The company has been headquartered since May 2020 in the Translation & Innovation Hub (I-HUB) on Imperial’s new White City research and innovation campus. The campus was opened to offer new and growing deep-science companies the opportunity to locate near to one another and in close proximity to the academic expertise and resources of Imperial. One advantage Dr Murray also singles out is the physical resources offered by the I-HUB.
“We spent about three months looking at warehouses and others sorts of places we could rent. We were looking at single-glazed ex-carpet factories in Islington and the technical team were saying ‘it sorts of works’ but there’s a big risk the temperature stability won’t be right, and that was too big a risk to take,” he says.
“There are also loads of co-working spaces in London, they all have a cool beanbag vibe to them, but few of them have a goods lift, or a compressed air supply. You ask the people, ‘We need to get a 400kg optical table into this room, where’s the nearest lift?’ and they have no idea what you’re talking about. In the first days of the startup where you’re just trying to make things easy it’s nice to come in and know that the lab space is going to work, straight out of the box.”
“Only the I-HUB stood out as somewhere we could get really easy access to the top-class laboratory space we needed. We’re only a year old, within a few months of the company being formed, we had our first results. It was like all systems go. And that’s how you have to be a startup. The whole world is not waiting around for a quantum computer, and neither should we.”
Business meets academia
ORCA Computing is working with Imperial academics researching closely linked approaches to quantum computing, not only Professor Walmsley but also Dr Steve Kolthammer, Professor Myungshik Kim and Dr Michael Vanner, all in the Department of Physics. The Department has recently made a significant investment in upgrading lab spaces used by the teams.
Commenting on the relationship between academic and commercial R&D, Dr Murray says that the two activities have differing remits but have potential to usefully complement each other. “We are less able to spend resources looking at novel schemes for long term memories, things that are at an earlier stage and may lead to nothing, whereas that can be the bread and butter of Ian’s research as an academic.”
It’s like building on quicksand. You get one team to build one thing based on assumptions from another team. But things on one side may become different. Over time your assumptions become less hypothetical. This is the language of startups. Dr Richard Murray CEO of ORCA Computing
The company built its first product, the time-bin interferometer, using principles identified by Dr Kolthammer and Professors Walmsley and Kim. They are also currently using a technology developed by Dr Kolthammer and his group from Imperial.
As the company grows, Dr Murray says the company hopes to continue collaborating with academic researchers. “The model I see in the future is that we communicate what we’re up to, our long-term research goals, and maybe academics share theirs with us. We then have choices in how we might support them. One model is joining collaborative research projects, where we dedicate a part of our funding to the academic to do work that feeds into our roadmap. We certainly support them with letters of support – we can articulate the importance of the research well because it actually matters to us. As and when new concepts pop out of the university research base, we then license those into the company.”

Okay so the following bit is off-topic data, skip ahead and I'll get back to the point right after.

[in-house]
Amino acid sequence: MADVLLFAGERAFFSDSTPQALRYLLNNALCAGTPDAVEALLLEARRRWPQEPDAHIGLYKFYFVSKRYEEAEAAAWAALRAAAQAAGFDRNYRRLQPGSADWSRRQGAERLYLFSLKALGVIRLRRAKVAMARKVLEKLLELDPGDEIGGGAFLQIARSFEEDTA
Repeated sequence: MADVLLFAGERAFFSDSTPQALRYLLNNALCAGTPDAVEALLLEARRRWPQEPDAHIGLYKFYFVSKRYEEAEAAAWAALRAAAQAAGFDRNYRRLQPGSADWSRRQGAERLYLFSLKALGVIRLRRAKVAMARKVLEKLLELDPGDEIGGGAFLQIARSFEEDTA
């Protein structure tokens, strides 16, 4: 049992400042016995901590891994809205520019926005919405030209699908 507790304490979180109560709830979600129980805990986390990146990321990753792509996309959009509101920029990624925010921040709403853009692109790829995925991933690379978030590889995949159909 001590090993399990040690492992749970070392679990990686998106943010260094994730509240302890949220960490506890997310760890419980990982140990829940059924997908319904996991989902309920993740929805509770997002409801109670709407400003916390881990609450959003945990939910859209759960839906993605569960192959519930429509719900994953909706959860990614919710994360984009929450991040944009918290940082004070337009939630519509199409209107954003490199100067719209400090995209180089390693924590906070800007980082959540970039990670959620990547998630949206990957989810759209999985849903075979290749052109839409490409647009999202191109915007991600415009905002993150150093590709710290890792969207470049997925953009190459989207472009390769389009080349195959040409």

The company is also providing technology to Imperial, including a laser system that is being used in a research project led by Dr Kolthammer and supported by the EPSRC Quantum Computing and Simulation Hub.
One of the most important points of contact between ORCA Computing and Imperial is in student recruitment. The company has already hired four Imperial graduates and plans to recruit several more in the next few months. Its newest recruit, who will join in May 2021, is Dr Alex Neville, a former postdoctoral researcher from Dr Kolthammer’s group.
Dr Neville has already carried out a six-month secondment at the company, funded by Imperial using an Impact Acceleration Account funded by the EPSRC. “When we recruit people from the College, they hit the ground running. Alex’s secondment was a great chance to understand each other’s work really well and get to know each other so he’s now comfortable about joining ORCA. Once he’s joined it will continue to further the relationship we’ve had with Steve,” says Dr Murray.
Dr Murray says the company benefits from being part of Imperial’s entrepreneurial ecosystem. “The clustering and ecosystem effect is one reason why we’re also in White City. It does matter to have a nice environment where you can bump into people in the corridor. And it helps with the recruitment and investor side of things. You really don’t want your building to be a burnt-out carpet factory.”
Article text (excluding photos or graphics) © Imperial College London.
Photos and graphics subject to third party copyright used with permission or © Imperial College London.
Tel: +44 (0)20 7594 8104
Show all stories by this author
Leave a comment
Your comment may be published, displaying your name as you provide it, unless you request otherwise. Your contact details will never be published.